Who doesn’t love a sweet, juicy, delicious mango? Blended into a smoothie, grilled, on top of a salad or burger, or simply scooped out of its skin, mangoes add a little excitement to any standard meal. Sadly, despite being packed with vitamins, minerals, and flavor, as well as being the most popular fruit in the world, consumers in the United States are woefully unaware of the mango.
Enter: National Mango Board, a nonprofit organization based in Orlando, Florida, with the mission to spread the word about the versatility and health benefits of mangoes to consumers, retailers, restaurants, and nutritionists.
“American consumers tend to think of mangoes as an exotic fruit available in a limited season,” says Kristine Concepcion, the National Mango Board’s director of industry relations. “But one of the best things about it is that it’s available year-round.” Because they arrive from Asia, Mexico, South America, and India, one of the 500 different varieties of mangoes is always in season in some part of the world.
“one of the most challenging and rewarding parts of my job is being able to create customized solutions for each person in the supply chain.”
The never-ending mango season inspired the National Mango Board’s “Always Summer” campaign to promote mango consumption in 2015. The National Mango Board is partnering with the National Women’s Soccer League to make mangoes the official fruit of the team, and the campaign will specifically reach out to families, children, and women to promote a healthful lifestyle that incorporates mangoes.
Advocating for a healthful lifestyle comes easily to Concepcion, a former weight-loss consultant and a strong believer in the nutritional benefits of mangoes. “They are high in vitamin C, A, and B6, and are a good source of folate,” she says. “One cup contains twenty different vitamins and minerals and only 100 calories.” Part of the “Always Summer” campaign aims at spreading the story of mangoes with nutritionists, as well as educating consumers about why different nutrients are important.
The most common variety of mango found in American grocery stores is the large, green, and blushed red mango that tends to be more fibrous. Another popular variety is the honey or champagne mango, which is a smaller, yellow fruit. “Many people think that if a mango is green, it isn’t ripe, which is unfortunate because that’s not true,” Concepcion says. “Ripeness is determined by feel: if it gives a little when you squeeze it, it’s ready to eat.”
Mangoes also offer different flavors at different stages of ripeness, the firmer fruit being more tart and best for savory dishes, and the softer, sweeter fruit lending itself to an ice cream topping. “My favorite way to eat a mango is in slices on top of toast and almond butter,” Concepcion says. “Or by itself with lots of lime.”
The United States mango supply chain is a small community of people, and mangoes are a small part of the produce industry. But the National Mango Board has an opportunity to grow the mango category beyond an exotic commodity. “From growers to distributors, these people are passionate about their fruit,” Concepcion says. “They are my motivation to encourage more consumers to try the product.”
The National Mango Board is working with restaurants to include mangoes in more menu items: on top of burgers, in salsa, and in beverages. Examples like these showcase the fruit’s versatility, and how fun they are to cook with and eat. Restaurants are particularly significant because they are often where consumers try mangoes for the first time. In that way, the National Mango Board also interacts with the food and beverage industry.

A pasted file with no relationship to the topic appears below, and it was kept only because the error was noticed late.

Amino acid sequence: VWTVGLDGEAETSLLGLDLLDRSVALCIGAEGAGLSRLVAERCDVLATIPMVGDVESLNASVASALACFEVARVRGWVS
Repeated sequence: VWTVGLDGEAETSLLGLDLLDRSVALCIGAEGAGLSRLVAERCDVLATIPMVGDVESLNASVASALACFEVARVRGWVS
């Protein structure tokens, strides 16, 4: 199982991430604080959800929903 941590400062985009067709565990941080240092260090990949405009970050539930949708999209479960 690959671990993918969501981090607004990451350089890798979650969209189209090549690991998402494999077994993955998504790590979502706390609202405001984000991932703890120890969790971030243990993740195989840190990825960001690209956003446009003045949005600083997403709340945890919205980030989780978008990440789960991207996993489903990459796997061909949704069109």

“We’re currently working with the distribution and retail end of the industry to develop a ‘ripe and ready to eat’ mango program,” Concepcion says. Unlike bananas, avocados, or other fruits that arrive at the supermarket in different stages of ripeness, mangoes arrive as they are, usually not quite at their peak ripeness. Because many shoppers don’t know much about mangoes, if a curious home cook decides to take one home and eat it not knowing what it should taste like, they may be discouraged from trying again if the mango isn’t soft and sweet. “We’re not quite there yet,” she says. “But a program like this is so important for consumer education.”
One key way the National Mango Board engages all cogs in the mango industry wheel is by hosting events and meeting with stakeholders face-to-face—an important part of Concepcion’s job in industry relations. “Hosting outreach meetings and workshops are some of the best ways that we connect and engage industry members,” she says. “And one of the most challenging and rewarding parts of my job is being able to create customized solutions for each person in the supply chain.”
The produce industry is a dynamic and multifaceted one, and the mango industry takes up a unique and ever-changing corner of that world. “I am so blessed to be able to travel to all the places where mangoes grow, and to see the passion that is behind the process,” Concepcion says. “To hear the stories of people who have grown the fruit for generations is inspiring, and being able to be a resource for the industry and see real results is so rewarding.”
The National Mango Board is comprised of twelve extremely dedicated employees who work together to educate the public about this ray of edible sunshine in the produce section. They reflect that sunshine into the industries and members of their extended mango family. In many ways, it’s the perfect team to represent the humble mango: small, diverse, understated, full of goodness, and embodying a never-ending spirit of summer.